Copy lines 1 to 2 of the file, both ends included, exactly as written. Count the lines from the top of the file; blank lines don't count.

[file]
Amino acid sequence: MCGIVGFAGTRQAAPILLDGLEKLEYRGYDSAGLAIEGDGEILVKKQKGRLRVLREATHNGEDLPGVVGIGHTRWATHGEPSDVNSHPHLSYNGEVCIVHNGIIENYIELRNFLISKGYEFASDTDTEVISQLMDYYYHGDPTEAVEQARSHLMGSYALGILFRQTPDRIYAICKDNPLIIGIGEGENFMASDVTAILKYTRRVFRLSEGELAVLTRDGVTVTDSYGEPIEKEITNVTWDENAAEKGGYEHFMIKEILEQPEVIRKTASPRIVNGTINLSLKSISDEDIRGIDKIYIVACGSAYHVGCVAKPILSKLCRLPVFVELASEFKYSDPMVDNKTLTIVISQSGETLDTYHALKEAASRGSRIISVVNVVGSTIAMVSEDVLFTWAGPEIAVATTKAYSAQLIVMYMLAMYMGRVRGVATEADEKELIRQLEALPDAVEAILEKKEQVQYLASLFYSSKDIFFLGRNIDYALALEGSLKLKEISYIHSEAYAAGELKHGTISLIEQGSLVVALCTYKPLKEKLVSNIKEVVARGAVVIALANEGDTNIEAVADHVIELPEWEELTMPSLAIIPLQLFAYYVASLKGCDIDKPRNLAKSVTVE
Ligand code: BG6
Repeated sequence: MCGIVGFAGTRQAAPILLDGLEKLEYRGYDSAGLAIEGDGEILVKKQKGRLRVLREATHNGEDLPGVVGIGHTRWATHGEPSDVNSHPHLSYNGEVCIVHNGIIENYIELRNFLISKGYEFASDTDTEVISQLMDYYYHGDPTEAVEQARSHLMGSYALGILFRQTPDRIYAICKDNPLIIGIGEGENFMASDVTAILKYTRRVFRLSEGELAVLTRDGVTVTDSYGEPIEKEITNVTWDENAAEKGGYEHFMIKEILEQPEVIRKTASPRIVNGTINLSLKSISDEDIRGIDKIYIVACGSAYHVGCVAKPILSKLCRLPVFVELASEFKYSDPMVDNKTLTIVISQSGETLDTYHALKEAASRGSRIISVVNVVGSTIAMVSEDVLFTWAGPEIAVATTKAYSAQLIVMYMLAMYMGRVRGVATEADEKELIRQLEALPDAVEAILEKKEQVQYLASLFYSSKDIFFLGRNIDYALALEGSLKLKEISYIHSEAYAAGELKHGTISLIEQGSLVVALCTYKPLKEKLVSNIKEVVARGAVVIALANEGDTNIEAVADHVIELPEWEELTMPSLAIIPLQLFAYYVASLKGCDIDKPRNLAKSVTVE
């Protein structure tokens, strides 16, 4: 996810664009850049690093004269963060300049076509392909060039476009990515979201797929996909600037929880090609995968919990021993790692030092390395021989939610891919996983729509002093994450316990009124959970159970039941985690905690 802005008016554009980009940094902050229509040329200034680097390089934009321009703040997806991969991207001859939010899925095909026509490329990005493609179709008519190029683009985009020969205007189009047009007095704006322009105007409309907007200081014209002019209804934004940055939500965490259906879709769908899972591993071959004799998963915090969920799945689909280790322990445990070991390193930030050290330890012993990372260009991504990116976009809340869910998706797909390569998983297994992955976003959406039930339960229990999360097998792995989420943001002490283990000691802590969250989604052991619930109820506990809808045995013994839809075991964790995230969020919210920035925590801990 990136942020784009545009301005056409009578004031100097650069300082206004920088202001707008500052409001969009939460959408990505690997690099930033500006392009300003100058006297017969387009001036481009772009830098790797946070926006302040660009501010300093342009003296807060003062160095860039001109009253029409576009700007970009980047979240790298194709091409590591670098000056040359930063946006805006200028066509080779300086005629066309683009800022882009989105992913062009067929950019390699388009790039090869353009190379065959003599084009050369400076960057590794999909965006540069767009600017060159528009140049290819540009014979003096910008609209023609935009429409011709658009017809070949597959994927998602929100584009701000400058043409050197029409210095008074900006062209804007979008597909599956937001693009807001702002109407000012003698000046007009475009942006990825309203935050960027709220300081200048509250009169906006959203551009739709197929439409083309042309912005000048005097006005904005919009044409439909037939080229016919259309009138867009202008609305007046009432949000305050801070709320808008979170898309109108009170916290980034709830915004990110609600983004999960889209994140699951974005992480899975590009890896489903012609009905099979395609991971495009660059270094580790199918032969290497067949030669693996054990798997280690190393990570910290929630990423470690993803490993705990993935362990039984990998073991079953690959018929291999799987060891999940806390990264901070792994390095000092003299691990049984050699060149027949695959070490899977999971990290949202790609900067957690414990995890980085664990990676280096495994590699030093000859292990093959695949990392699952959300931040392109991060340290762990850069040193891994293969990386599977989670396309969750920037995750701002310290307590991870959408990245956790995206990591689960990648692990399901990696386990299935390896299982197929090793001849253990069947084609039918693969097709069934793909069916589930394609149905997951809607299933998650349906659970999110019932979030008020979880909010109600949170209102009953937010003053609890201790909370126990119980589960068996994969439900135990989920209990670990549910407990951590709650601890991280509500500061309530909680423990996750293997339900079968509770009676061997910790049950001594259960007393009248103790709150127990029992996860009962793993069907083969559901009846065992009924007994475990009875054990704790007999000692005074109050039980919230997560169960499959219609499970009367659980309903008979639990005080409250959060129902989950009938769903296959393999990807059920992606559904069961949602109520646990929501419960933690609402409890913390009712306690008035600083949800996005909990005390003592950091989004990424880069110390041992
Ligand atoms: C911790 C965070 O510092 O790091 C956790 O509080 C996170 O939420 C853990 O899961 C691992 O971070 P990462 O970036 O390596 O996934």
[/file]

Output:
Amino acid sequence: MCGIVGFAGTRQAAPILLDGLEKLEYRGYDSAGLAIEGDGEILVKKQKGRLRVLREATHNGEDLPGVVGIGHTRWATHGEPSDVNSHPHLSYNGEVCIVHNGIIENYIELRNFLISKGYEFASDTDTEVISQLMDYYYHGDPTEAVEQARSHLMGSYALGILFRQTPDRIYAICKDNPLIIGIGEGENFMASDVTAILKYTRRVFRLSEGELAVLTRDGVTVTDSYGEPIEKEITNVTWDENAAEKGGYEHFMIKEILEQPEVIRKTASPRIVNGTINLSLKSISDEDIRGIDKIYIVACGSAYHVGCVAKPILSKLCRLPVFVELASEFKYSDPMVDNKTLTIVISQSGETLDTYHALKEAASRGSRIISVVNVVGSTIAMVSEDVLFTWAGPEIAVATTKAYSAQLIVMYMLAMYMGRVRGVATEADEKELIRQLEALPDAVEAILEKKEQVQYLASLFYSSKDIFFLGRNIDYALALEGSLKLKEISYIHSEAYAAGELKHGTISLIEQGSLVVALCTYKPLKEKLVSNIKEVVARGAVVIALANEGDTNIEAVADHVIELPEWEELTMPSLAIIPLQLFAYYVASLKGCDIDKPRNLAKSVTVE
Ligand code: BG6